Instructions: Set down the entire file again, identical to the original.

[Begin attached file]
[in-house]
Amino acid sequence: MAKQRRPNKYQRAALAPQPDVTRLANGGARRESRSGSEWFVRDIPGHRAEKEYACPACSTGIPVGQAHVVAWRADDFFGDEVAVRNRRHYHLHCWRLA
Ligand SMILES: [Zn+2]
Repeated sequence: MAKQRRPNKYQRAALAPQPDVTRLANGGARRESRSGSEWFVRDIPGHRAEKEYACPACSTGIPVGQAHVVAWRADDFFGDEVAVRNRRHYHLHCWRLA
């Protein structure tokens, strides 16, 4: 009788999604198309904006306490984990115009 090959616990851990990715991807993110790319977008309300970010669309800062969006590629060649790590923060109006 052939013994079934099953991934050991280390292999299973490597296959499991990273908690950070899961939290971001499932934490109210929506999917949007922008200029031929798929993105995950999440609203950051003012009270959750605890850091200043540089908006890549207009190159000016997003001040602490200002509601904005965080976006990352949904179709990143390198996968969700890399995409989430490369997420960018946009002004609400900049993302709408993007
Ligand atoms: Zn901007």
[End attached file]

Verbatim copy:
[in-house]
Amino acid sequence: MAKQRRPNKYQRAALAPQPDVTRLANGGARRESRSGSEWFVRDIPGHRAEKEYACPACSTGIPVGQAHVVAWRADDFFGDEVAVRNRRHYHLHCWRLA
Ligand SMILES: [Zn+2]
Repeated sequence: MAKQRRPNKYQRAALAPQPDVTRLANGGARRESRSGSEWFVRDIPGHRAEKEYACPACSTGIPVGQAHVVAWRADDFFGDEVAVRNRRHYHLHCWRLA
């Protein structure tokens, strides 16, 4: 009788999604198309904006306490984990115009 090959616990851990990715991807993110790319977008309300970010669309800062969006590629060649790590923060109006 052939013994079934099953991934050991280390292999299973490597296959499991990273908690950070899961939290971001499932934490109210929506999917949007922008200029031929798929993105995950999440609203950051003012009270959750605890850091200043540089908006890549207009190159000016997003001040602490200002509601904005965080976006990352949904179709990143390198996968969700890399995409989430490369997420960018946009002004609400900049993302709408993007
Ligand atoms: Zn901007």